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President of the Club of Cambodian Journalists Explains the Causes of Extraordinary Press Freedom in Cambodia

Phnom Penh, July 2, 2024 – Puy Kea, President of the Club of Cambodian Journalists, emphasized the collective responsibility of journalists to promote press freedom in Cambodia during a discussion at the Ministry of Information on July 2, 2024.

Mr. Puy Kea pointed out that the current state of press freedom is largely influenced by the level of knowledge and understanding among journalists regarding journalistic ethics and professionalism. He noted that many journalists, especially those new to online journalism, lack sufficient training in these areas.

Recalling the past, Mr. Puy Kea highlighted that veteran journalists have historically placed great importance on ethics and professional standards. He stressed the need for caution and thoroughness before publishing any content.

“For instance, we must avoid publishing identifiable information about children involved in stories of abuse, as it can have detrimental effects on their lives,” Mr. Puy Kea explained. “Ethical journalism prohibits revealing sensitive details such as the child's name, residence, or parents.”

He also emphasized the importance of respecting individuals' privacy unless they are public figures whose actions significantly impact society. Even then, coverage should be measured and balanced.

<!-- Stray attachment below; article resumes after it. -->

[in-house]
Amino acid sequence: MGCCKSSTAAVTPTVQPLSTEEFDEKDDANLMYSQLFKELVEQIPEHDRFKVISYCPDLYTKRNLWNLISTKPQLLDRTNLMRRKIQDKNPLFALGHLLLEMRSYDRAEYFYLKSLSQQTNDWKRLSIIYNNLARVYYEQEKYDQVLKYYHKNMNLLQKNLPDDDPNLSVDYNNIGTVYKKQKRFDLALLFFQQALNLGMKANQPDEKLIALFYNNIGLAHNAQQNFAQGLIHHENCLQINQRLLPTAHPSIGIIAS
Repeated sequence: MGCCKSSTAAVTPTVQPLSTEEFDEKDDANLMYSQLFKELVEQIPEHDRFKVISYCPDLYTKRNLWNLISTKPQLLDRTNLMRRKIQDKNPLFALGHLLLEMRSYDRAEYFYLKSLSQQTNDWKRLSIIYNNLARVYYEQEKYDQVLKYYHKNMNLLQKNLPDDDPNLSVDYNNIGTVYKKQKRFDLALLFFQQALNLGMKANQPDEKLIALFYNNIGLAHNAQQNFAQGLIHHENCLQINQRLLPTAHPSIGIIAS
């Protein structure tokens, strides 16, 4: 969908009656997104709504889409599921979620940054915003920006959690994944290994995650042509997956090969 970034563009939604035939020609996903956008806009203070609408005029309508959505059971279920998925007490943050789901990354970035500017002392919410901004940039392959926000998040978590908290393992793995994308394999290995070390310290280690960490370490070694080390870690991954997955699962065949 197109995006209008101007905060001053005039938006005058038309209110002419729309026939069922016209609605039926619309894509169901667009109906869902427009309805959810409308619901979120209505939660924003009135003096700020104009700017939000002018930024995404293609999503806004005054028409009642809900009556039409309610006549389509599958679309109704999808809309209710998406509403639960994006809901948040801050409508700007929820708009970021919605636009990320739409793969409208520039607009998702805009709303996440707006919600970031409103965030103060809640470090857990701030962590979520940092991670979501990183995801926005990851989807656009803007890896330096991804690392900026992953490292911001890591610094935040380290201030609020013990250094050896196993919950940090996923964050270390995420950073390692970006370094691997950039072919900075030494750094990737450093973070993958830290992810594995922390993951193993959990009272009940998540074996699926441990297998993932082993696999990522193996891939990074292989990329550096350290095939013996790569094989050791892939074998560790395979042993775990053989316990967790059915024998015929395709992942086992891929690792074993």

Mr. Puy Kea further noted that many journalists encounter problems because they rely on a single source without verifying information with other involved parties, leading to biased reporting. He advocated for comprehensive source gathering to maintain journalistic integrity.

Expressing his appreciation for the Ministry of Information's efforts to guide the press, Mr. Puy Kea acknowledged the common tension in democratic societies regarding government intervention in journalism. He underscored the need for respecting press freedom while also adhering to legal standards.

“The primary role of journalists is to strengthen their capacity,” he stated. “Associations and clubs are ready to support them, and the government should continue to enforce laws precisely.”

Mr. Puy Kea's remarks followed the Ministry of Information’s survey report released in April 2024, which revealed that 79.8% of 341 surveyed Cambodian journalists felt that press freedom in Cambodia had improved. However, 3.5% of respondents believed press freedom remained poor, and 16.7% did not comment.

Some press associations in the survey suggested that press freedom in Cambodia is still limited. Addressing these concerns, Mr. Puy Kea responded, “I have been working as a journalist for 30 years and have never faced any issues. I feel free to express myself and write in the media.”


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